Brown v. Five Points Parking Center

Decision Date27 May 1970
Docket NumberNos. 1,No. 44945,3,2,44945,s. 1
Citation175 S.E.2d 901,121 Ga.App. 819
CourtGeorgia Court of Appeals

Syllabus by the Court

1. (a) As a general rule the relationship of bailor and bailee is created when one parks his automobile in a parking garage or a parking lot.

(b) By contract, however, a different relationship may arise.

2. It is the duty of one who contracts to read and inform himself of the contract's terms.

3. (a) Insurance is a matter of contract, and the contract must be wholly in writing.

(b) A sign at the entrance to a parking garage indicating that it is an 'insured garage' does not amount to insurance itself, nor is it sufficiently definite to amount to a contract to procure insurance coverage.

4. No fraud and deceit appears in connection with the making of the parking contract.

5. By the specific terms of his contract plaintiff assumed the risk of loss by theft and he cannot recover therefor.

6. The measure of damages for breach of a contract of bailment, or of license, is the fair market value of the property lost, or, if damaged, the difference in the market value before and after the damage.

Plaintiff, E. R. Brown, rented space from Five Points Parking Center for the parking of his automobile on a monthly basis at the rate of $35 per month. No specific space was rented or assigned to him, but he was permitted to place his car in the parking garage and in an available space selected by him, on a 'park and lock' basis, i.e., he parked his car, locked it and took the key with him. On each occasion when he parked his car plaintiff was issued a ticket by the garage on which was printed 'Five Points Parking Company. Give ticket to attendant at exit when car is removed. This is a license, no bailment is created. Holder may park one automobile in this area at his own risk of any fire, theft or damage to auto or contents of same.' There was a sign at the garage entrance carrying the legend: 'Park-30cents 1/2 Hr. Clean-Dry-Protected. Insured Garage. Elevators to Peachtree and Decature Streets.'

Plaintiff testified that each time when removing the car he signed the ticket on the back, as was required, and surrendered it to the attendent on duty.

On April 24 he parked his car in accordance with this practice, received a tacket with the above terms thereon, locked the car and took the key with him. When he returned later in the day to get the care he discovered that the battery and the top of the battery box had been removed,-presumptively stolen. It was necessary that he secure a new battery before the car could be moved, and he did so. He made claim against the garage for the cost of the battery, battery box top and for his loss of time in procuring and installing, as well as the cost of transportation in obtaining it. His claim was refused and he brought suit therefor, claiming additionally attorney's fees and exemplary damages.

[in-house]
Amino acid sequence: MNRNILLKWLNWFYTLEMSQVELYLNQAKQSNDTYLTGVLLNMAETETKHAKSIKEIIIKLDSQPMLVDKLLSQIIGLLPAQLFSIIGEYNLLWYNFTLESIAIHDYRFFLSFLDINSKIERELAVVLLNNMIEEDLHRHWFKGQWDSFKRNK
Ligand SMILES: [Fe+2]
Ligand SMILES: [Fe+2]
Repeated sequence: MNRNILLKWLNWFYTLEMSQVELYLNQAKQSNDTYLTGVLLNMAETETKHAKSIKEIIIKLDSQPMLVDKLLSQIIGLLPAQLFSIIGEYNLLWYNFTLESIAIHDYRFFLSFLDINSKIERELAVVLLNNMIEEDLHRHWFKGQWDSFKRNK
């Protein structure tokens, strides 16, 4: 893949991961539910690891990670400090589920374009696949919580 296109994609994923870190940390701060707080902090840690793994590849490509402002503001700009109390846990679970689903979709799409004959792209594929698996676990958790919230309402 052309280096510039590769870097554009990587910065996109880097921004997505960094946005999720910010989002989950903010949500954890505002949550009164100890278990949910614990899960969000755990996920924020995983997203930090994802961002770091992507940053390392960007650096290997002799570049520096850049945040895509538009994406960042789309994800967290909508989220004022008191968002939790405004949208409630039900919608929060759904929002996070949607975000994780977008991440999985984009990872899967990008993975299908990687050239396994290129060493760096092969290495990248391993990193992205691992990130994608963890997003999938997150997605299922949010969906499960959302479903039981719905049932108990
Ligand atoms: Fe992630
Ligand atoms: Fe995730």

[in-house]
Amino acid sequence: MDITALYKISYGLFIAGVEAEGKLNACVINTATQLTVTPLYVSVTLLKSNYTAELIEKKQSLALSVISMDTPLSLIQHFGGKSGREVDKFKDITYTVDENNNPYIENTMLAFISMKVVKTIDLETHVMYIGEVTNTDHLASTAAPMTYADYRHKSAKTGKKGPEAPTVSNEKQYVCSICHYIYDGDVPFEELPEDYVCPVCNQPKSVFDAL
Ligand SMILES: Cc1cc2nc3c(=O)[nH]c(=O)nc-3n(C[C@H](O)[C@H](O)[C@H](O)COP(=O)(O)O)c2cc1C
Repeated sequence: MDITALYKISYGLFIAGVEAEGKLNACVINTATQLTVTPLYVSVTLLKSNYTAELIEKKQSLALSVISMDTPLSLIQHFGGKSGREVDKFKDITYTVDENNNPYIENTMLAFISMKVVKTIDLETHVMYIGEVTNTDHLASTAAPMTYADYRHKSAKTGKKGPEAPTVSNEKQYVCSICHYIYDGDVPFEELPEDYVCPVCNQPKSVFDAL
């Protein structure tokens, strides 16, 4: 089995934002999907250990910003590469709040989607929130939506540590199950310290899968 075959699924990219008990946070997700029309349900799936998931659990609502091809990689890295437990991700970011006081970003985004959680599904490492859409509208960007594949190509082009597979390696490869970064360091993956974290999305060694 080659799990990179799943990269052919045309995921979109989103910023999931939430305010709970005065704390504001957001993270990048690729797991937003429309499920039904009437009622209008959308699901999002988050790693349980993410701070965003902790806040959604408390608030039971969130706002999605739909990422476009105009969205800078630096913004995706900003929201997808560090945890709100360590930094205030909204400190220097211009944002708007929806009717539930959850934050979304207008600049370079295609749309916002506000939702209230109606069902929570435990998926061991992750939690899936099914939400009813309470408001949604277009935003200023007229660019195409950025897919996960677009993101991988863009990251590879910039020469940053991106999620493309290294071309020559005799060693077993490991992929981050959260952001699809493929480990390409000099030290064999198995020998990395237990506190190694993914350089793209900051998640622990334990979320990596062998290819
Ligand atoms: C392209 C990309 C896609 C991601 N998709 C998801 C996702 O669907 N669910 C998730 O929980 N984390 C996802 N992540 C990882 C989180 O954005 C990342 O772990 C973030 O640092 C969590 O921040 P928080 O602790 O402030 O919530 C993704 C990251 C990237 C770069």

Defendant answered, asserting that the relationship between it and plaintiff had been that of licensor and licensee, that due care had been exercised for the property of a licensee, and that under the express terms of plaintiff's contract with defendant, as carried on the parking tickets issued to him, plaintiff had assumed the risk of any theft or damage to the automobile or its contents.

After trial before a jury a verdict was returned for the defendant by direction of the court, and plaintiff appeals.

I. J. Parkerson, Atlanta, for appellant.

I. J. Parkerson, Atlanta, for appellant. Gober, Atlanta, for appellee.


1. (a) As a general rule the relationship of bailment is created when one parks his automobile with a garage or parking lot. Code § 12-403; Bunn v. Broadway Parking Center, 116 Ga.App. 85, 156 S.E.2d 464; AAA Parking v. Black, 110 Ga.App. 554, 139 S.E.2d 437; Nelliger v. Atlanta Baggage & Cab Co., 109 Ga.App. 863, 137 S.E.2d 566. But the parties may, by agreement, create a different relationship, and it is our view that when plaintiff accepted the parking tickets, parked his car pursuant thereto, and signed the tickets for delivery back to the garage as evidence of the contract under which the car had been parked and that he had removed it from the garage, he was bound by the terms. He thus recognized that there was no bailment relationship and that he specifically assumed the risk of loss by theft. Cf. Holly v. Southern R. Co., 119 Ga. 767, 47 S.E. 188; Central of Ga. R. Co. v. Glascock, 117 Ga., 938, 43 S.E. 981; Cooper v. Raleigh & Gaston R. Co., 110 Ga. 659(4), 36 S.E. 240.

(b) Although Code § 12-403 would, absent a contract or arrangement to the contrary, raise the relationship of bailment, the parties are not prohibited from creating a different one. As an illustration, joint tenancy is abolished in this State by the provisions of Code § 85-1002, but, as the Supreme Court and this court have held, it is not prohibited and the parties may, by special contract create a relationship of joint tenancy in property. Equitable Loan &c. Co. v. Waring, 117 Ga. 599(9), 44 S.E. 320, 62 L.R.A. 93, 97 Am.St.Rep. 177; Wilson v. Brown, 221 Ga. 273(2), 144 S.E.2d 332; Sams v. McDonald, 117 Ga.App. 336, 160 S.E.2d 594.